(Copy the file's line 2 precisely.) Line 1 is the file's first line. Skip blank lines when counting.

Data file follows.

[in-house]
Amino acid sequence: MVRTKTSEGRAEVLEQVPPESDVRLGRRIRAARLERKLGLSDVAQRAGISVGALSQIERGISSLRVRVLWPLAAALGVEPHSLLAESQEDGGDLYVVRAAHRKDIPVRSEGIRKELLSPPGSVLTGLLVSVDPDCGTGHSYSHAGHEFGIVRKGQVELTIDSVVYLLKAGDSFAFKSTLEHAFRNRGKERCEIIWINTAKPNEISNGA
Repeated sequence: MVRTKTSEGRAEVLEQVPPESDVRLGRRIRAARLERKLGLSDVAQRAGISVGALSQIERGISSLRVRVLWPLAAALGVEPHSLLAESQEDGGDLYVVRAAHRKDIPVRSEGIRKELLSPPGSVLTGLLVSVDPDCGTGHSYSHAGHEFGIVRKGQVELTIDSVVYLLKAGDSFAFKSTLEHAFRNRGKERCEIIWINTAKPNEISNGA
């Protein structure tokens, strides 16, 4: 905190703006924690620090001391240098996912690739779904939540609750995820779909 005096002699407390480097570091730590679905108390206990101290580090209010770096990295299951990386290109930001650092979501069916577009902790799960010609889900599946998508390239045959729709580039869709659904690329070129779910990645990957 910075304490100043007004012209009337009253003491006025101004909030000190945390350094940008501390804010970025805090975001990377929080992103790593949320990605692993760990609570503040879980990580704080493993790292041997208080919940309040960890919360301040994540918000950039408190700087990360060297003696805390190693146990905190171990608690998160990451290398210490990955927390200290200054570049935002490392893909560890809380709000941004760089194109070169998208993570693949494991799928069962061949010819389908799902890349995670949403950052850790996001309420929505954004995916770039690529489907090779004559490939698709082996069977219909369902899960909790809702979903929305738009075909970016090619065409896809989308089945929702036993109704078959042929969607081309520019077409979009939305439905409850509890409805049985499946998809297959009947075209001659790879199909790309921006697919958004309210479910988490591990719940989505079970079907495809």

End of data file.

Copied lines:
Amino acid sequence: MVRTKTSEGRAEVLEQVPPESDVRLGRRIRAARLERKLGLSDVAQRAGISVGALSQIERGISSLRVRVLWPLAAALGVEPHSLLAESQEDGGDLYVVRAAHRKDIPVRSEGIRKELLSPPGSVLTGLLVSVDPDCGTGHSYSHAGHEFGIVRKGQVELTIDSVVYLLKAGDSFAFKSTLEHAFRNRGKERCEIIWINTAKPNEISNGA